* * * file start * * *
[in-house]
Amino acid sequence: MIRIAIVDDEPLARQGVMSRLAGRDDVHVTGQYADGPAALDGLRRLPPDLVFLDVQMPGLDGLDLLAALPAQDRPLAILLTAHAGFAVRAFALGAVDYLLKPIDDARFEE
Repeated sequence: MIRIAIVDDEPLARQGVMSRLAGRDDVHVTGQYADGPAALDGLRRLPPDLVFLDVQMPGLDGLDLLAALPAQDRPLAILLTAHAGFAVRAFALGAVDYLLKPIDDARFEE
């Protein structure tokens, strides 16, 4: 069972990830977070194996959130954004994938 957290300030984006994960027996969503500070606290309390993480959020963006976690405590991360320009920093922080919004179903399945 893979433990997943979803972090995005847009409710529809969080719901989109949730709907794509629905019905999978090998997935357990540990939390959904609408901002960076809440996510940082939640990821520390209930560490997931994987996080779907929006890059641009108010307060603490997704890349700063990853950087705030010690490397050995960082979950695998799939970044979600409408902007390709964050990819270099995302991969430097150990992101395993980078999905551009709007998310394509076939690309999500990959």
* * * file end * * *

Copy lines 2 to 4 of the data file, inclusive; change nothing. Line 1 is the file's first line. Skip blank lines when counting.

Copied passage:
Amino acid sequence: MIRIAIVDDEPLARQGVMSRLAGRDDVHVTGQYADGPAALDGLRRLPPDLVFLDVQMPGLDGLDLLAALPAQDRPLAILLTAHAGFAVRAFALGAVDYLLKPIDDARFEE
Repeated sequence: MIRIAIVDDEPLARQGVMSRLAGRDDVHVTGQYADGPAALDGLRRLPPDLVFLDVQMPGLDGLDLLAALPAQDRPLAILLTAHAGFAVRAFALGAVDYLLKPIDDARFEE
């Protein structure tokens, strides 16, 4: 069972990830977070194996959130954004994938 957290300030984006994960027996969503500070606290309390993480959020963006976690405590991360320009920093922080919004179903399945 893979433990997943979803972090995005847009409710529809969080719901989109949730709907794509629905019905999978090998997935357990540990939390959904609408901002960076809440996510940082939640990821520390209930560490997931994987996080779907929006890059641009108010307060603490997704890349700063990853950087705030010690490397050995960082979950695998799939970044979600409408902007390709964050990819270099995302991969430097150990992101395993980078999905551009709007998310394509076939690309999500990959």